August 1, 2012
By Ian J. Twombly
The old joke says that fuel quantity indicators are only correct when they read empty. The principals of CIES Inc., an aviation engineering company, saw opportunity in the humor. They announced last week the development of what they say is a revolutionary new fuel quantity indicating system that will initially be available on all new Cirrus aircraft.
The system throws out the float technology, and instead sends a digital signal to the fuel quantity gauges, making them almost perfectly accurate, according to tests. The digital senders even have the ability to tell a multifunction display when they have stopped working properly.
Although currently only available on newly produced Cirrus aircraft, Scott Philiben, the president of CIES, said he is working with a partner to make them available as a supplemental type certificate on other Cirrus aircraft in the near future. Soon after, he hopes to have a master STC that will make them available on 85 percent of general aviation aircraft.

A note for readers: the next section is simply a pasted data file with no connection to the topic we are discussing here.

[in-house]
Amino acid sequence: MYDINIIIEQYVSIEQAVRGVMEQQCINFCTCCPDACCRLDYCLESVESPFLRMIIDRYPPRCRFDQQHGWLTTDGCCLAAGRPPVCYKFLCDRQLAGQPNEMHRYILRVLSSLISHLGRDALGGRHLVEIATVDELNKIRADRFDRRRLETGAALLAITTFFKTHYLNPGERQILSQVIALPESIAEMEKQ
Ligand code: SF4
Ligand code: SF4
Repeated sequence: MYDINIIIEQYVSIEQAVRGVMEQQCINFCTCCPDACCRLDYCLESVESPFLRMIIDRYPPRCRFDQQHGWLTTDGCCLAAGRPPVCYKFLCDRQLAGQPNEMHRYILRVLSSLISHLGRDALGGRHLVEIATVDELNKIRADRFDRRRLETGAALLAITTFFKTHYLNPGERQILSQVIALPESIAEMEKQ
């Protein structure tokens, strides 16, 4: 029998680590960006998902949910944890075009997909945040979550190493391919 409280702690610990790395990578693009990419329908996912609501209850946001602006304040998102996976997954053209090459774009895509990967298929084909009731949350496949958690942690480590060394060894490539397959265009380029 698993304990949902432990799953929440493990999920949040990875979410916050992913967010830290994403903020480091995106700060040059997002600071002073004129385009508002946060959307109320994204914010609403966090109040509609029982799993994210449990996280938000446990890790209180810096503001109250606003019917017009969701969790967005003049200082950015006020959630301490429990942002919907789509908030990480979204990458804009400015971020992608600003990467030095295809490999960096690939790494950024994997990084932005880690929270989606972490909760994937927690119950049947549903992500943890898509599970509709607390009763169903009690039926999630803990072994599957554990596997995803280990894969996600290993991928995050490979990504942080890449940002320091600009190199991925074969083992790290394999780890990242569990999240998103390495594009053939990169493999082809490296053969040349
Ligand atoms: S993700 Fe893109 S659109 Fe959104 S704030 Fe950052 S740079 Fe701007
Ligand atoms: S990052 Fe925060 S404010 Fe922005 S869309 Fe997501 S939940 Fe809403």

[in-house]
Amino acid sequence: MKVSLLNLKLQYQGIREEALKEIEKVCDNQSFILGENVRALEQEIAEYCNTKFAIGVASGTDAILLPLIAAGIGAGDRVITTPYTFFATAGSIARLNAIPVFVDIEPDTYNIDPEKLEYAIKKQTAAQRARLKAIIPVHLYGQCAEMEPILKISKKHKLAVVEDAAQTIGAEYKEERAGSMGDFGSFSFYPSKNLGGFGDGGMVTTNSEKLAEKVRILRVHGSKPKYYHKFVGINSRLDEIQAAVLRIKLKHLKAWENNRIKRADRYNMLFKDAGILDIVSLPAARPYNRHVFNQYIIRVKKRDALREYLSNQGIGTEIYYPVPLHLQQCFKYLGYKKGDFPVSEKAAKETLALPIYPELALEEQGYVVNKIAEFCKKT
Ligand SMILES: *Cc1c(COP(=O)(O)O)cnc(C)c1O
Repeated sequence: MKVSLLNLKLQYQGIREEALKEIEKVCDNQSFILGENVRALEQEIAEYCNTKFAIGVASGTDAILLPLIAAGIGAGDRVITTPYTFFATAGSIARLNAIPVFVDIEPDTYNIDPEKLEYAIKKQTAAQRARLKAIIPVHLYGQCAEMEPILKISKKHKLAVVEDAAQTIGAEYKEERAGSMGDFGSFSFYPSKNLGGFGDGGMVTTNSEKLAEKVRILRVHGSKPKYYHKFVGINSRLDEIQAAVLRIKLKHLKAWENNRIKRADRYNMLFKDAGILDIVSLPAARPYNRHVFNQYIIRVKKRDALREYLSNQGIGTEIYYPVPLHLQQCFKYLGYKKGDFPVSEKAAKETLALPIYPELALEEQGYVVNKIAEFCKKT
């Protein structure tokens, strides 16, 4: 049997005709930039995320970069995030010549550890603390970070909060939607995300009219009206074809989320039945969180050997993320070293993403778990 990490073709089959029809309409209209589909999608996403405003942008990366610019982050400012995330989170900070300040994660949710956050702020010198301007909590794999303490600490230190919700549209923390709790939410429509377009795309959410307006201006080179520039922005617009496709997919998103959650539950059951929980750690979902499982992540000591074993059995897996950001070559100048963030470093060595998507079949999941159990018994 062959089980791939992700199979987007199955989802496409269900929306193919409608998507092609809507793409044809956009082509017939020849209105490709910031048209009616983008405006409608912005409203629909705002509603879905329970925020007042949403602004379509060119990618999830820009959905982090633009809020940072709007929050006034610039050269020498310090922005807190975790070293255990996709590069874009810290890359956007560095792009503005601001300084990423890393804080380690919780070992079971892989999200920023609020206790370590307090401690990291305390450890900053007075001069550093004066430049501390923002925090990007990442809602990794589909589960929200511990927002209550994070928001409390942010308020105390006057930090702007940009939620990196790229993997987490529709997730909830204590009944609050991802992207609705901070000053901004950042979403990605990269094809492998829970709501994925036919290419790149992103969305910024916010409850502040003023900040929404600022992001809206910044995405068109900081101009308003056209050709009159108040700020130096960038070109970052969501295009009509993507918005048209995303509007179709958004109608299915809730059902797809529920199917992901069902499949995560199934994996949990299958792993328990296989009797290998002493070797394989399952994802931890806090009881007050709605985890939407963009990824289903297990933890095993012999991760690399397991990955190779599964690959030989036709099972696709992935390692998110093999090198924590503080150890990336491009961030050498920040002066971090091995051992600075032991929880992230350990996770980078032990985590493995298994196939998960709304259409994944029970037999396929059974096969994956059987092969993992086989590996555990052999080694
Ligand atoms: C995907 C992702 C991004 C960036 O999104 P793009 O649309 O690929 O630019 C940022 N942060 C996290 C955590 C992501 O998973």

Flight Training Editor Ian J. Twombly joined AOPA in 2003 and is an instrument flight instructor.
Aircraft Power and Fuel,
Veteran airshow performer Billy Werth teaches students to consider roads in case of emergency. On Aug. 10, he took his own advice.
Textron AirLand’s Scorpion jet, designed for surveillance and light attack, is participating in military exercises and exhibitions even as flight tests continue.
Bearhawk Aircraft owner Mark Goldberg flew the company’s first quick-build light sport kitplane to EAA AirVenture, a 9.7-hour journey from Texas.
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